Seed World

Its Not Just Patents and PVPs

James Weatherly serves as the Seed Innovation and Protection Alliance executive director.

As I travel to various seed industry meetings to promote the value of seed innovations, I often hear people say, “we don’t have any intellectual property, that’s just the big seed companies.” Unfortunately, this is a common misconception throughout the seed industry and results in a vast number of organizations not understanding, and subsequently not identifying and protecting their intellectual property. Many people often think of patents and plant variety protection when they think of intellectual property, but it is important to remember that trademarks, copyrights, domain names, and trade secrets also bring value to seed organizations.

This article will be the first in a series from the Seed Innovation and Protection Alliance where we will discuss additional forms of intellectual property that benefit a number of sectors of the seed industry, including integrated seed companies, seed dealers and brokers, seed producers, seed treatment companies, universities and services providers.


To start, a trademark is a word, symbol, sound or device, which serves to indicate the source of seed, plants, fruit or other products or services. Based on the goodwill or the reputation of the products or services provided with a trademark, the consumer has an impression of what to expect from those products or services. As the market becomes ever increasingly saturated with similar and competing products and services, a good trademark helps the consumer to wade through the clutter and quickly recognize what they are looking for based on their association with that company’s mark.

In the seed industry, trademarks are often discussed as “brands”, harking back to the original cattle and horse brands. Trademarks are used throughout the industry to identify a wide range of products or services from a specific organization to lines of products and services. As an example of how trademarks are used in the seed industry, let’s use a fictional company called Medicine Bow Seeds (MBS) that sells a number of hybrid corn varieties under the product line French Creek and a number of soybeans varieties under the product line Brush Creek.

In this example, the words Medicine Bow Seeds may actually be a trademark that is used to indicate MBS as the source of all of their seed products, while French Creek may be a trademark used to designate MBS’s hybrid corn lines with Brush Creek used to designate MBS’s soybean lines.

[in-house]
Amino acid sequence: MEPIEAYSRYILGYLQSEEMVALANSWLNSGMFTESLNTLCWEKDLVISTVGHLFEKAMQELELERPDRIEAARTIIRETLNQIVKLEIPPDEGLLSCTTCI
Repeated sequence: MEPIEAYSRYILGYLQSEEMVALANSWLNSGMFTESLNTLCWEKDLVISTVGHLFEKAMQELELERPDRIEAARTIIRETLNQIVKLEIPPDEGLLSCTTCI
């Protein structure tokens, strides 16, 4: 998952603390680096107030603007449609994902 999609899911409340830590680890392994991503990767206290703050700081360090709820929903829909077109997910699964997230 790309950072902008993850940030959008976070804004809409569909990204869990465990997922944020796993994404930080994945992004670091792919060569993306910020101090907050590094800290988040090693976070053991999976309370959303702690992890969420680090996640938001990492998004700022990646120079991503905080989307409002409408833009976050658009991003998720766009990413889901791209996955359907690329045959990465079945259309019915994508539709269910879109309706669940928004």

In the United States, the owner of a trademark has the right to prevent others from using the same or a confusingly similar mark for the same or similar products or services, such as piggybacking on the reputation of another seed company’s brand recognition. There are two

forms of trademark rights in the U.S., common law and federal rights. Common law rights are based upon actual use of a mark in commerce and extend to the locations where a mark has actually been used. An organization who wants to provide notice of their common law rights may use the ™ symbol with the mark.

So, with our fictional company, MBS may start using the ™ symbol on the Medicine Bow Seeds™, French Creek™ and Brush Creek™ marks as soon as they start using the marks in commerce.

On the other hand, Federal trademark rights are provided through the registration of your trademark with the U.S. Patent and Trademark Office. Federal trademark rights provide the trademark owner with rights across the entire US and once a mark is registered, allows the trademark owner with the right to use of the ¨ symbol.

Going back to our fictional company, if MBS chooses to file an application with the USPTO to register the French Creek mark, once the mark is registered, then they can start using the ¨ symbol, such as French Creek¨.

Identifying trademarks and their value to your organization is an important first step. After that, it is vital for an organization to set up systems to protect and maintain its trademark rights, failure to properly maintain a mark can result in the loss of rights to a very valuable mark. For more details on trademarks, including steps for protecting your trademarks, maintaining or licensing trademarks or even enforcement of your trademarks rights, contact the SIPA program by visiting the SIPA website at or contacting James Weatherly at